Asset Allocation: Is Modern Portfolio Theory Dead? (2/2)

This is the second part of the summary of a session from the Money Management Institute’s 2012 Fall Solution Conference. You can read part 1 here.

Moderator:
  • Michael Jones, Chairman and Chief Investment Officer, Riverfront Investment Group
Panelists:
  • Colin Moore, Chief Investment Officer, Columbia Management, $339 billion AUM
  • Howard Present, President and Chief Executive Officer, F-Squared Investments
  • Steve Murray, Director of Asset Allocation Strategies, Russell Investment Group

How do fees affect your product decisions taking into consideration QE3 and a persistent low rate environment? Does paying 30-50 bps for bond allocations affect your product choices?

Murray said that fees do affect their product decisions, but that they always try to identify strong managers and the fees are a tradeoff versus the additional return that they’re expected to provide. Since Russell has a manager of managers structure allows them to move between managers with different fee levels as well as incorporate other products such as ETFs and mutual funds.

Fees have a higher impact when the product they’re attached to performs like Beta, Present ob served. Over the last decade, it was very difficult to extract value from equities as an asset class, while bonds appear that they will be difficult going forward. In 2008, the average target date fund was down 28%, so it didn’t matter if a manager was slightly above or slightly below that average. Relative performance in a down market is rarely appreciated by clients. You should be more aggressive with fees on beta products versus those that are designed to generate alpha, he said.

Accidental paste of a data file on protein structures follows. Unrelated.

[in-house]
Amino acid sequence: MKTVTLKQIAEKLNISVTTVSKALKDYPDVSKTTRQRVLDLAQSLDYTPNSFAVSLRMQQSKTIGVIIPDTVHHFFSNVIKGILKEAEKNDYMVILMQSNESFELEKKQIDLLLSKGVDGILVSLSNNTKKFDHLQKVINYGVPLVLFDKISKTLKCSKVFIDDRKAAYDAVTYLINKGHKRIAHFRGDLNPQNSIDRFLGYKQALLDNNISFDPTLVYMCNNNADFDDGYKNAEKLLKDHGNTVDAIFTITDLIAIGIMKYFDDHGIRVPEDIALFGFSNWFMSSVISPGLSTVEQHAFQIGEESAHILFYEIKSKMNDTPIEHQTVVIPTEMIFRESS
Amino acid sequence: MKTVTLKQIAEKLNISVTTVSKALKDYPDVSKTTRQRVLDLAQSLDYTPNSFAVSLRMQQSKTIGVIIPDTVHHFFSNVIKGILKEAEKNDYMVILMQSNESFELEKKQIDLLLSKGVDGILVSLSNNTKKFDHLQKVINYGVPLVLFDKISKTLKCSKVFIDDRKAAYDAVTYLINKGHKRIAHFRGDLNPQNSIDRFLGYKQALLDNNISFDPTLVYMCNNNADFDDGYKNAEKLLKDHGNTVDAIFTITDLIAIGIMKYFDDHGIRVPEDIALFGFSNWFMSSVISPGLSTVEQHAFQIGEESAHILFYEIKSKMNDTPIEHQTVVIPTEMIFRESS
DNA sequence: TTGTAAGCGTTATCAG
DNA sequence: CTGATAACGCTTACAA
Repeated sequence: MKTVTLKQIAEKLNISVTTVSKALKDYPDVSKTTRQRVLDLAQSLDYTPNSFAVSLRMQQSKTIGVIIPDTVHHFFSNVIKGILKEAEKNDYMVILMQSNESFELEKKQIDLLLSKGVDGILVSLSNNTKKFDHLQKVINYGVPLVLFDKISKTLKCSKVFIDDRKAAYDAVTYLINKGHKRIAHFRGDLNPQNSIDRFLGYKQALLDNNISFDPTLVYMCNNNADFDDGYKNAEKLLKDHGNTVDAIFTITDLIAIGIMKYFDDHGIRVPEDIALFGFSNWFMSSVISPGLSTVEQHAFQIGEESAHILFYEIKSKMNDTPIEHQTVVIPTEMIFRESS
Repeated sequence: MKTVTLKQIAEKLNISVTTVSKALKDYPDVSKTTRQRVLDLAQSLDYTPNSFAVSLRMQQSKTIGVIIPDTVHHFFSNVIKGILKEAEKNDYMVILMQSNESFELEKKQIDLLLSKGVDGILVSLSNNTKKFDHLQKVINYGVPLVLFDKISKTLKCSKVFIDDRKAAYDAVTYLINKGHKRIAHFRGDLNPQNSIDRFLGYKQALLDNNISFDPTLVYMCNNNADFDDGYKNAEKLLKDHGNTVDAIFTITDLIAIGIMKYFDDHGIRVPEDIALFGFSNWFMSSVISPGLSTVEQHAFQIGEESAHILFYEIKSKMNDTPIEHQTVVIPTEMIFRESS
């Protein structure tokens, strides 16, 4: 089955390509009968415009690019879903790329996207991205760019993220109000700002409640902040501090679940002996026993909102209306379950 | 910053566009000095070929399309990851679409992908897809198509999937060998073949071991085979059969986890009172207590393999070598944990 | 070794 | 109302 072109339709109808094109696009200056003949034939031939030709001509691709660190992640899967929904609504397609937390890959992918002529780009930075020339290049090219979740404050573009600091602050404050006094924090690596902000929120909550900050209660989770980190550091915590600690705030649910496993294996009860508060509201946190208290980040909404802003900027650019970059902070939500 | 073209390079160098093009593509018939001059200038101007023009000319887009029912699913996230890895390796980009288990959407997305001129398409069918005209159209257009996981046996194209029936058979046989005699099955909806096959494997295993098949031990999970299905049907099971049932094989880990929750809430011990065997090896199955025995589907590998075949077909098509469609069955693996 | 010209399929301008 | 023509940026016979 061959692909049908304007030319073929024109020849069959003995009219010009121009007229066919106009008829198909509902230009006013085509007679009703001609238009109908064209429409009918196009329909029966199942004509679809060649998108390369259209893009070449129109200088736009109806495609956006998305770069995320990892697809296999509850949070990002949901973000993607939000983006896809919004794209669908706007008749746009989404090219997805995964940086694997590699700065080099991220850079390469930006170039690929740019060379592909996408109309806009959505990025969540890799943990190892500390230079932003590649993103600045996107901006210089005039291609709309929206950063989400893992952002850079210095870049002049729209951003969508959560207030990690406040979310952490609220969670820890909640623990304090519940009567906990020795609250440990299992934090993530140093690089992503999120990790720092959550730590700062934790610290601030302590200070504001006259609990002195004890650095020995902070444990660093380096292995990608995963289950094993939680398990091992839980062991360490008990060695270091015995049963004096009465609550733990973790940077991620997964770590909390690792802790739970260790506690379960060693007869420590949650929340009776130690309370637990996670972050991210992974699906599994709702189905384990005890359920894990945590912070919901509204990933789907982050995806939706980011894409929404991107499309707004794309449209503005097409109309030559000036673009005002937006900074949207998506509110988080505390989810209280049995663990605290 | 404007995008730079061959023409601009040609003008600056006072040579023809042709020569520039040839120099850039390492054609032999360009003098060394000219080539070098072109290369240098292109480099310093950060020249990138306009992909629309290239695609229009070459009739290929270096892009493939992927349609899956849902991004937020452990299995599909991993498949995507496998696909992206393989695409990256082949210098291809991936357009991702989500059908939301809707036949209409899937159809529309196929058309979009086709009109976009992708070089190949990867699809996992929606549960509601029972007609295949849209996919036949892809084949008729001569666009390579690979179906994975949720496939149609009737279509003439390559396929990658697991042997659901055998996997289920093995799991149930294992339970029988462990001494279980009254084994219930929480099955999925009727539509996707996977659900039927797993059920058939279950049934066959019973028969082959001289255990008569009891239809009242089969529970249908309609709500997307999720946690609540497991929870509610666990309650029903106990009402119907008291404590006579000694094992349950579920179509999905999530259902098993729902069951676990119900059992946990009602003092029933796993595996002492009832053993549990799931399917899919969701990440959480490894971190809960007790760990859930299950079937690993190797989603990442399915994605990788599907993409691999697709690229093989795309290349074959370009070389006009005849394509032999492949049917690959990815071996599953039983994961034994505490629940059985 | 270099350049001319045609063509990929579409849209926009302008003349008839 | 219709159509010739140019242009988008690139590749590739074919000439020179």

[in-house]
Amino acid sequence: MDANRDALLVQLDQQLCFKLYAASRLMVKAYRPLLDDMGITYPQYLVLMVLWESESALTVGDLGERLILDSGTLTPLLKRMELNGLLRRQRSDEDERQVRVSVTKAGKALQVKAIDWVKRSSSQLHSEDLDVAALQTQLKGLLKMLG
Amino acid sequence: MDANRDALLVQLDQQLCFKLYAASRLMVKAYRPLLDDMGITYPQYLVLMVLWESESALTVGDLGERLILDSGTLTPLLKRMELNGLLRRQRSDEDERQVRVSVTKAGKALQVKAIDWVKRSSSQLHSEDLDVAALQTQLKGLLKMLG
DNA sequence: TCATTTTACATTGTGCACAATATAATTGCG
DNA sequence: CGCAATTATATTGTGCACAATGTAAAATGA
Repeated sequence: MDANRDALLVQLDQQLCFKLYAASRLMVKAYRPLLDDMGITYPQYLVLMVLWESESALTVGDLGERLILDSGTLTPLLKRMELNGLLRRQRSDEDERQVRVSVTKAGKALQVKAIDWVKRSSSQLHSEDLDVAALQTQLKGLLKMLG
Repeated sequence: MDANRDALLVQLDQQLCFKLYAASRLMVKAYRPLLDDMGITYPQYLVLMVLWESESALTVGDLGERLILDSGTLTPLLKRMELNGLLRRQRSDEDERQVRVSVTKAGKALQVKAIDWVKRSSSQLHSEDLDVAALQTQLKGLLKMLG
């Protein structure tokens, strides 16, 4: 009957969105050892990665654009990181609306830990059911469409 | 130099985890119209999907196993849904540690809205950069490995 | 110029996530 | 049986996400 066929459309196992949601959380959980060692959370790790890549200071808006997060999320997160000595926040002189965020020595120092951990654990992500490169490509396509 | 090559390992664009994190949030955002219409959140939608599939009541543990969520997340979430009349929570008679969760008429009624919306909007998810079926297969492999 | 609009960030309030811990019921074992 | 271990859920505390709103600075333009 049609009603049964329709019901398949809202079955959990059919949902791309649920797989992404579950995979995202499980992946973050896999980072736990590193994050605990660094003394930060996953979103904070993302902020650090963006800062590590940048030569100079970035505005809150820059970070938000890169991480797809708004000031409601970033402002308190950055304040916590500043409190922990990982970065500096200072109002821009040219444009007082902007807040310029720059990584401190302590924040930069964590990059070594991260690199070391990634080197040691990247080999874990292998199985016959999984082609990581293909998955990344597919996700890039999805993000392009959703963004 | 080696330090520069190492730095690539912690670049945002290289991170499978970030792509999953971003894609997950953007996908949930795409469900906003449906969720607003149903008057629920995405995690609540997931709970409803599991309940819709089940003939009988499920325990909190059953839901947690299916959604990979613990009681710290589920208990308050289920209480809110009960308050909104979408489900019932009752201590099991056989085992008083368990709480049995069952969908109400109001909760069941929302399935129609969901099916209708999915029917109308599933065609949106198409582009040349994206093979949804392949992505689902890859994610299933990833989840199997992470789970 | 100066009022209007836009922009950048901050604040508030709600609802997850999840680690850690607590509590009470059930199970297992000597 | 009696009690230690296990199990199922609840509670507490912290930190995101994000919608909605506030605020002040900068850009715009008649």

Does your philosophy of using low cost, transparent, liquid beta in the form of ETFs make it harder for your products to coexist on a sponsor platform alongside more traditional ones? — Randy Bullard

Jones proposed that their philosophy, which combines stocks, bonds and ETFs into dynamic allocation solutions is complementary to the more traditional solutions (like Russell). there is more than one way to create value besides picking stocks from a narrow slice of an asset allocation pie chart. They added another value dimension by adjusting the amounts allocated in each slice of the market based on the prices and momentum in each asset class. It’s not an either or decision to use their products or traditional. There’s a philosophical diversification that can be complimentary instead of competitive. Continue reading

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Asset Allocation: Is Modern Portfolio Theory Dead? (1/2)

This is a summary of a session of the Money Management Institute’s 2012 Fall Solution Conference.

Moderator:
Michael Jones, Chairman and Chief Investment Officer, Riverfront Investment Group